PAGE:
Thanks, I think you are understanding the feeling behind my question. I was looking more for a 1 on 1 time for my dd to get to know the coach better and for the coach to get to know her better. I don't think she needs to work on and perticular skills or even show off what skills she has. I was planning on just dropping her off for the private so she has to communicate with the coach, not me doing the communicating. As I said before she has never had a close relationship with any coach before, and before hearing how improtant it is from reading this forum I never pushed the issue I figured if I stayed to watch and told her how well she was doing I was enough of a support group, and the coach was just a teacher, and the teacher who knew how to teach was enough. I have change my opinion completely and feel that the coach needs to be a cheerleader, friend, teacher, and confident for the gymnast. The best and most sucessful athletes have those kinds of relationships with their coaches. So that is what I looked for when interviewing gyms. I think her new coach has that potential for my dd, and was just hoping to help the bond grow.
 
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GymnastRaeRae87

Guest
Although I agree with a lot of what has been said, I disagree with the strong feelings that a Private lesson would not be beneficial. If your dd is shy in front of the group a PL can help build trust with the coach and give her more confidence. It is also a chance for your daughter to speak to the coach one on one where she may not be intimated because her peers are not there. It is a great way for her to learn to communicate with the coach. I would recommend that you allow her and the coach to decide what it is to be worked during the lesson and watch from a distance. I see no harm in something that could build a stronger relationship and give your dd more confidence.
I'm a gymnast and I think what Audra said is a good way to become more comfortable with a coach. Private Lessons are great because a gymnast can ask questions and have a one on one time with the coach. Private Lessons are fun too.
 
Just from a gymnasts perspective, i completely agree with gymnastraerae87. sometimes when you are in a gym and your not the best in your group, though you may be able to do skills your coach doesn"t know, telling them in front of the whole group would seem like showing off. a private lesson would give her a chance to show the coach what she can do. the fact that she is sitting there now doing skills that she can already do and not practising the harder ones she can do (if that makes sense) is kinda a waste of time.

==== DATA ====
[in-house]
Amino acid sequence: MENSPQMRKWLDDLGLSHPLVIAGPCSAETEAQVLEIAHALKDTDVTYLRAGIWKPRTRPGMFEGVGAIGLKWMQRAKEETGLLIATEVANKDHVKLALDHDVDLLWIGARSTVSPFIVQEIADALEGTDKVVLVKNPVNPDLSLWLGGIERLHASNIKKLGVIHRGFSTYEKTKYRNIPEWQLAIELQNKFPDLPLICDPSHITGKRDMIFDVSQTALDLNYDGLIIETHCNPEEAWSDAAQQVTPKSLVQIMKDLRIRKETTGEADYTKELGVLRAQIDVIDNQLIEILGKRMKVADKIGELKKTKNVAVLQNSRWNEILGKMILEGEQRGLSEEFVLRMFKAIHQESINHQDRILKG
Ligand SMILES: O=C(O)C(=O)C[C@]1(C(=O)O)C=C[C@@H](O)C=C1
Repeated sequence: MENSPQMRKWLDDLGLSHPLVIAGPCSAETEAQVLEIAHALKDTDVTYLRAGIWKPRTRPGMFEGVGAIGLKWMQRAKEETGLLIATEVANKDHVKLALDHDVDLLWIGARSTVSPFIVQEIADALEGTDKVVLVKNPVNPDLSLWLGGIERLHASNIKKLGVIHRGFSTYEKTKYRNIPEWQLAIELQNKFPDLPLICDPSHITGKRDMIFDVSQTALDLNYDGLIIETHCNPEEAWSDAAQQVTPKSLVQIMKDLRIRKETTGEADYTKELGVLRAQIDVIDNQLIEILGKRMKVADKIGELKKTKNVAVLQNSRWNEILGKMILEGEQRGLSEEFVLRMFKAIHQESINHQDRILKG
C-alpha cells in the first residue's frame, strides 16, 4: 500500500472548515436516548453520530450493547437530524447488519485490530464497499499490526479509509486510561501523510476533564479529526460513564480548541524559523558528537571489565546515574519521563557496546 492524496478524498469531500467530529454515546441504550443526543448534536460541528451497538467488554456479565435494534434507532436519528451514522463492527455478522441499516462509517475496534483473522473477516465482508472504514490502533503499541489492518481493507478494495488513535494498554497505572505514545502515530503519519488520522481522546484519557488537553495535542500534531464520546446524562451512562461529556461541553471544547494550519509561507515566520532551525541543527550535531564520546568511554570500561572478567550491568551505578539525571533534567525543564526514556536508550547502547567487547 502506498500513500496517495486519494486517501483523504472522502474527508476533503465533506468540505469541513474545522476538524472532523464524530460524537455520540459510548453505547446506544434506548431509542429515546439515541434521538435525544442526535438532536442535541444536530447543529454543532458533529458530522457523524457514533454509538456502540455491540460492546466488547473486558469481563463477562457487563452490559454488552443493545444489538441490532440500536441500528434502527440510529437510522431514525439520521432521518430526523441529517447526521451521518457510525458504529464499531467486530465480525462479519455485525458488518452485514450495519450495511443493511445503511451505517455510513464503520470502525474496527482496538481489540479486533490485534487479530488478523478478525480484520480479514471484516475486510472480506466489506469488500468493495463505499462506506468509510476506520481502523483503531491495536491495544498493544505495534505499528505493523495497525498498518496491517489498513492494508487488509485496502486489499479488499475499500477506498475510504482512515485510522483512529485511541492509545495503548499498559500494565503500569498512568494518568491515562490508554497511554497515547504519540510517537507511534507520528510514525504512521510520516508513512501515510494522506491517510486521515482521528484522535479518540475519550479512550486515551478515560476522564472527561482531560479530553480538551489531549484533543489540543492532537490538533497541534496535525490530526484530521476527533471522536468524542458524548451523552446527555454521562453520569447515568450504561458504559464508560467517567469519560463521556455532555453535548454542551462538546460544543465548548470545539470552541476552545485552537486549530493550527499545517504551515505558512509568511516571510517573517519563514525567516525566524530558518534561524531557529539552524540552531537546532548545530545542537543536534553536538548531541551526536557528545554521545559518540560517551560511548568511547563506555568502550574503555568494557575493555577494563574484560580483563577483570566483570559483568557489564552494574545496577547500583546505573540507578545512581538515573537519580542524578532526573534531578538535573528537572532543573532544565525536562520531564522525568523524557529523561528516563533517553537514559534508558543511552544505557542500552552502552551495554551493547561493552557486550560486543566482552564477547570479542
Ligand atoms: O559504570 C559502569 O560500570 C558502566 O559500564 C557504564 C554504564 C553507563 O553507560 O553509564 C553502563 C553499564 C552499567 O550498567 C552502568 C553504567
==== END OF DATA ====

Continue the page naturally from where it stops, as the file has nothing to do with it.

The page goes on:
I personally hav a great relationship with my coach and even go out with her outside of class for coffe or something so i cant relate, but i knwo how great it is to have that relationship. it is really worth trying to get.
 

gymnomore

Member
Aug 3, 2007
208
See how nieve I am. And why my judgement is off. I never had that kind of open relationship with any coach my dd has had. Its been more like the coach/ owner saying "please give me the money and I do what I can with your dd." And me saying "OK here is my life savings, and I'll just sell a kidney if you need more, can I just get a reallistic view of where my dd is and is this a sport she can do well in?" Then the coach saying "Depends on how quiet you are willing to be while I yell and berate you kid in front of the whole team, while you still pay." Ok maybe they didn't say that to my face, but that was the actions they took. I never had a goal setting conversation with any coach, They have always given the impression that was their thing and in trying to ask stuff like that was taboo.
Hey, my DD and YOUR DD must have had the same coach! Her compulsory coach was wonderful. Then she turned optional and was working with a new coach who was just like that. Give me your money, and I'll do what I want whether you like it or not. I like the part about handing over your life savings and selling a kidney, (ha ha) nice touch! And yes, she yelled at and berated my child and told her she wasn't as good as some of the others, and on and on. I decided not to complain, interfere, or address this issue in any way to not cause a stir. I wanted to be an accomodating parent and let the coaches coach. Looking back, maybe I should have said something I don't know. Then this coach made the mistake of humiliating my daughter in front of the whole team. THAT would be why my name is Gymnomore, meaning GYM NO MORE! So sorry that happened to you, and especially your daughter. She deserves better. Keep looking, as she'll find someone who can relate to her and give her the attention she needs.
 
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GymnastRaeRae87

Guest
I love my coaches. I have a great relationship with all three of my coaches. They are awesome! I have had two of them for 8 and 10 years! I could talk to them about anything!! It makes gym all the more fun when you have a good relationship with your coach!
 
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BlairBob

Guest